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In 1985 Guerrero tied a major league record with 15 HR in June, en route to tying the Los Angeles record of 33. He also reached base 14 consecutive times that year, two shy of Ted Williams's record, and led the league in slugging, on-base and home run percentage.
Although an aggressive baserunner, he is considered a poor slider; he ruptured a tendon sliding in spring training and missed most of the 1986 season. His basestealing was subsequently curtailed. His .338 BA in 1987 was the highest for a Dodger since Tommy Davis's .348 in 1962 and earned him UPI's Comeback of the Year award.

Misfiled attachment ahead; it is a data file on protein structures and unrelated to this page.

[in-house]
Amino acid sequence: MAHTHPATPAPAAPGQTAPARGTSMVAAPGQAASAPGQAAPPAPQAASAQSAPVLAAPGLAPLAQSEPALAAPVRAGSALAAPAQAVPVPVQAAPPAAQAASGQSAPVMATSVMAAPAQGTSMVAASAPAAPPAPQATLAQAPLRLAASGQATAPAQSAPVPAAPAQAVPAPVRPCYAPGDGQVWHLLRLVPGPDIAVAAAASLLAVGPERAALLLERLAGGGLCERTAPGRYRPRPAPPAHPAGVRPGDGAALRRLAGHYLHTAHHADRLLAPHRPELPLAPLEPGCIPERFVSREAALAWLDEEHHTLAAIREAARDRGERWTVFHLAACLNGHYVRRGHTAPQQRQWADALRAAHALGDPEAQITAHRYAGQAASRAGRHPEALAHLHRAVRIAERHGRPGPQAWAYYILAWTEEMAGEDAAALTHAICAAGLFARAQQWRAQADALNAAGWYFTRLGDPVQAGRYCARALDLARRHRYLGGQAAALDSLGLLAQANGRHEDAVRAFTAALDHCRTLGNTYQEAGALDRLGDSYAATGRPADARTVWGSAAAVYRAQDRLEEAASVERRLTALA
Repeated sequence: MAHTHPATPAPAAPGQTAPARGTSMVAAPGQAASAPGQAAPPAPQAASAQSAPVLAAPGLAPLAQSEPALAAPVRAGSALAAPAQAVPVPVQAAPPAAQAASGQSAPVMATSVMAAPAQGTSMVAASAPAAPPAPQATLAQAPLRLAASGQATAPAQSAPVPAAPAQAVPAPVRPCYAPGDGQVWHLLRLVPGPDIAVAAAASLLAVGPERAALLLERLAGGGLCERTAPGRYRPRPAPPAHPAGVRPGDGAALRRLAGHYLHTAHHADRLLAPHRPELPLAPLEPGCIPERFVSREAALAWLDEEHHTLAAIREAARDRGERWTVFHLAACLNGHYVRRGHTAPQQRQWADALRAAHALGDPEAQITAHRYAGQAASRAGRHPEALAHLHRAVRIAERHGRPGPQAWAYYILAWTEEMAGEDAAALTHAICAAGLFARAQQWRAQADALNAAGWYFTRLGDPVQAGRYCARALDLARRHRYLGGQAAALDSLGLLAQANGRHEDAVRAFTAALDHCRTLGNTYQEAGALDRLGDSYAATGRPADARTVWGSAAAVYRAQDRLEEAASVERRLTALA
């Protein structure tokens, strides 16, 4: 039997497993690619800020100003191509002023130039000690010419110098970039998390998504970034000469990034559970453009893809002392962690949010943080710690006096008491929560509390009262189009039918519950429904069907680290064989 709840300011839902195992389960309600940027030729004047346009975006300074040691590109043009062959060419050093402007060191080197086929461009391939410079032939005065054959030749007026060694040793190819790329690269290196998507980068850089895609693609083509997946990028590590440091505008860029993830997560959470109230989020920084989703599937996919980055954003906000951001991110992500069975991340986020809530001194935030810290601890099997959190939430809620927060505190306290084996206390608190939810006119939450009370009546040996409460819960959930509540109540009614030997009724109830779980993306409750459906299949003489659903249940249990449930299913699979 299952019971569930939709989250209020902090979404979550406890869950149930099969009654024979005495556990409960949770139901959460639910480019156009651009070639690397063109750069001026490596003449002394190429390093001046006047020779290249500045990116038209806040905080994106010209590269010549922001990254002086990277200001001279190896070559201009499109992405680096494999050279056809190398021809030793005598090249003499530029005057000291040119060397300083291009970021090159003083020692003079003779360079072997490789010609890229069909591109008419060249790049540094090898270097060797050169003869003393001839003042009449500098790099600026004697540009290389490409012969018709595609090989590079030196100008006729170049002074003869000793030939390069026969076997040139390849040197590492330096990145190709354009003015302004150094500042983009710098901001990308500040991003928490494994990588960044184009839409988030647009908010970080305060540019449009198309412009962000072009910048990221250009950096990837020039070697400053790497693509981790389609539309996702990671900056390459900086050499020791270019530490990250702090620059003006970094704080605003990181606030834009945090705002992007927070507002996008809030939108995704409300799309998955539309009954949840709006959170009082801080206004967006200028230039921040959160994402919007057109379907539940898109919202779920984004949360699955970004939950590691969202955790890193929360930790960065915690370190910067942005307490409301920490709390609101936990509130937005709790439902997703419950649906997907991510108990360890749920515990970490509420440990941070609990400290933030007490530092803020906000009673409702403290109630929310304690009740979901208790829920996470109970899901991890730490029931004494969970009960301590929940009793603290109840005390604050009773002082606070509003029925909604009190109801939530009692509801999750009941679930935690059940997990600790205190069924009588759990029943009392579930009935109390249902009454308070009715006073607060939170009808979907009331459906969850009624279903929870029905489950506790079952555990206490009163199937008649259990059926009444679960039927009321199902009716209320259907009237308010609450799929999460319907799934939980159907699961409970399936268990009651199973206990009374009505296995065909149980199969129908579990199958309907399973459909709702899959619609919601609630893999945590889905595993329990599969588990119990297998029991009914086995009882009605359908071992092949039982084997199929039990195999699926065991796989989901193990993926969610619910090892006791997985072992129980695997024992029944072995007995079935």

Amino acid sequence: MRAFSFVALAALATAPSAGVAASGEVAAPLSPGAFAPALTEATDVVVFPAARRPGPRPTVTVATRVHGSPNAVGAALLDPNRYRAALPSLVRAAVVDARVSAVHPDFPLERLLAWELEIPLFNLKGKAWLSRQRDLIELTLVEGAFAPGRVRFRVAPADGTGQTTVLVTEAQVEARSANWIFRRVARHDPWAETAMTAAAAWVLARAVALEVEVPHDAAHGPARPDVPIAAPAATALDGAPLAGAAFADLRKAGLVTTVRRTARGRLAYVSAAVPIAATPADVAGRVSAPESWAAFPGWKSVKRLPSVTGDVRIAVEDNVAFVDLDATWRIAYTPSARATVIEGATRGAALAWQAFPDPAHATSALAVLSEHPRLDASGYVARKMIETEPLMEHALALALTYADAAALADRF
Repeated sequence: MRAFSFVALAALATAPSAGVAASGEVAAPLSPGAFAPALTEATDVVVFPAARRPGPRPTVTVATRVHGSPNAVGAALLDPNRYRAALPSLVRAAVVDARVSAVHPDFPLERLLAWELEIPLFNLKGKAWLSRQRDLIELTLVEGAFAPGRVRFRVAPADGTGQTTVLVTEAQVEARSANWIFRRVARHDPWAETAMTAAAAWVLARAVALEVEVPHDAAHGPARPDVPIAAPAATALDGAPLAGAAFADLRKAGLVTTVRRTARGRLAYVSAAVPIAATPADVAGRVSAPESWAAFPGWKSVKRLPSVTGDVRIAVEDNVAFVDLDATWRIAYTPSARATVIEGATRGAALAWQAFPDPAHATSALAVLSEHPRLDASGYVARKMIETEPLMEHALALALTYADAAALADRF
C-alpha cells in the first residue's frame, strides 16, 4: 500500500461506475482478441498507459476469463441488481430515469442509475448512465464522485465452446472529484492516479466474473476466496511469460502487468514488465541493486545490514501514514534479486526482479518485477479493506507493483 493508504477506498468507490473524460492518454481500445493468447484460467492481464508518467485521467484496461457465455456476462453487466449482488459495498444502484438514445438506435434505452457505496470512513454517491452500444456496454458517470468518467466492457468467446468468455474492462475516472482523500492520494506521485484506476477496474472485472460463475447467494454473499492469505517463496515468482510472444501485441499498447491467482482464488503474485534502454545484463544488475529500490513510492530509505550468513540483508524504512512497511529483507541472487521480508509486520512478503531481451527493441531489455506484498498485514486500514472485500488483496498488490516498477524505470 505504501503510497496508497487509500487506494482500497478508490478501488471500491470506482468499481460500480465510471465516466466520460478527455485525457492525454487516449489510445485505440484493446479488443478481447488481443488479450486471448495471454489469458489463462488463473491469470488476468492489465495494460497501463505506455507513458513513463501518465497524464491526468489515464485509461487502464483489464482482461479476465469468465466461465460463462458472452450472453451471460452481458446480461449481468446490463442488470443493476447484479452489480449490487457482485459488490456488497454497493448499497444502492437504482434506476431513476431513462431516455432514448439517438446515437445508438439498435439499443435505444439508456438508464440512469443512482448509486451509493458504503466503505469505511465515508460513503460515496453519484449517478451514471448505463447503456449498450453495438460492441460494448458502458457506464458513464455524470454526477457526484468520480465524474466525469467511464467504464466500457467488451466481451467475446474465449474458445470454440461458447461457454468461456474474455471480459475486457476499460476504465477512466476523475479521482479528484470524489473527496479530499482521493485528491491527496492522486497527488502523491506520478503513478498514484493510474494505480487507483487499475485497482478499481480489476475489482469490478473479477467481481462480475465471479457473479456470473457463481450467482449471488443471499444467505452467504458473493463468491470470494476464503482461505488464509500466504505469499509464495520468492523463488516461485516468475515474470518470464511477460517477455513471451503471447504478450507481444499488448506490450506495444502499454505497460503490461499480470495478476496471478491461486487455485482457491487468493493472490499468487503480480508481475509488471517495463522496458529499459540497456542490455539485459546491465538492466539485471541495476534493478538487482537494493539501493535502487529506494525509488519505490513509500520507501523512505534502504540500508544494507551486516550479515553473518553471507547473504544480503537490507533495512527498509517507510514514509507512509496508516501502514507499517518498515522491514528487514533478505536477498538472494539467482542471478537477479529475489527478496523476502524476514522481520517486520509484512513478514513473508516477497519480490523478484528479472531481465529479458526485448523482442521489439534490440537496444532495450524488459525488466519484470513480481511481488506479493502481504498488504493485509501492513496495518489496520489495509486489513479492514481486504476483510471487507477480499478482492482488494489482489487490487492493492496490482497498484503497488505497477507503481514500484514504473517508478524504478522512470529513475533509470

Dodger management appeared to believe him capable of any athletic feat, and they thought nothing of shifting him to third base in mid-career, and in and out as the need arose. Although he gained a reputation for being shaky at third, statistics show that he was about as good as anyone in the league at getting to the ball. In the minors he made all-star teams at both first base and third base, and he broke into the Dodger lineup as a replacement for the injured Davey Lopes at second base. Guerrero was traded to the Cardinals for pitcher John Tudor during the 1988 season and missed out on the Dodgers' World Championship that fall. Guerrero had enough left for one more spectacular season, batting .311 with 17 home runs, a career-high 117 RBIs and a league-high 42 doubles in 1989, but his production fell off sharply afterwards. He finished his career batting just .219 with one home run in 1992 as a shoulder injury limited him to 43 games. (TG)